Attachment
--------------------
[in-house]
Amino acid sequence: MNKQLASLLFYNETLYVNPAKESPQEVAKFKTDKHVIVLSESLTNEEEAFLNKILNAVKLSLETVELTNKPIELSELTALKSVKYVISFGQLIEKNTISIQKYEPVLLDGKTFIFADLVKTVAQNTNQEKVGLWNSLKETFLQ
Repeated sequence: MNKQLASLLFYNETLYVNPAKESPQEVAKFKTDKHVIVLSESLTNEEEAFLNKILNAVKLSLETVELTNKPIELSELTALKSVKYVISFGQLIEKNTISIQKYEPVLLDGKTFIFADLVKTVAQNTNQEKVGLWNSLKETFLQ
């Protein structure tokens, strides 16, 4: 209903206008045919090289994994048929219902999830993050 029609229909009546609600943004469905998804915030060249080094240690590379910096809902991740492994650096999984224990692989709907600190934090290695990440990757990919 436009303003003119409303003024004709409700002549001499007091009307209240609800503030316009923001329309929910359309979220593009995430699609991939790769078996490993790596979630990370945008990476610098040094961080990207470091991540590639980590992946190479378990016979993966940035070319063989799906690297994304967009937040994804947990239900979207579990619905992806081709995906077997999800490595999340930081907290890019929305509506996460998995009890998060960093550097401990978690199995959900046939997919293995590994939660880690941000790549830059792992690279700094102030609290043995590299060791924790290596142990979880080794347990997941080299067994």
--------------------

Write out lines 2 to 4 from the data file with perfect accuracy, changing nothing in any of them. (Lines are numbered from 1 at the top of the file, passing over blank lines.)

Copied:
Amino acid sequence: MNKQLASLLFYNETLYVNPAKESPQEVAKFKTDKHVIVLSESLTNEEEAFLNKILNAVKLSLETVELTNKPIELSELTALKSVKYVISFGQLIEKNTISIQKYEPVLLDGKTFIFADLVKTVAQNTNQEKVGLWNSLKETFLQ
Repeated sequence: MNKQLASLLFYNETLYVNPAKESPQEVAKFKTDKHVIVLSESLTNEEEAFLNKILNAVKLSLETVELTNKPIELSELTALKSVKYVISFGQLIEKNTISIQKYEPVLLDGKTFIFADLVKTVAQNTNQEKVGLWNSLKETFLQ
């Protein structure tokens, strides 16, 4: 209903206008045919090289994994048929219902999830993050 029609229909009546609600943004469905998804915030060249080094240690590379910096809902991740492994650096999984224990692989709907600190934090290695990440990757990919 436009303003003119409303003024004709409700002549001499007091009307209240609800503030316009923001329309929910359309979220593009995430699609991939790769078996490993790596979630990370945008990476610098040094961080990207470091991540590639980590992946190479378990016979993966940035070319063989799906690297994304967009937040994804947990239900979207579990619905992806081709995906077997999800490595999340930081907290890019929305509506996460998995009890998060960093550097401990978690199995959900046939997919293995590994939660880690941000790549830059792992690279700094102030609290043995590299060791924790290596142990979880080794347990997941080299067994």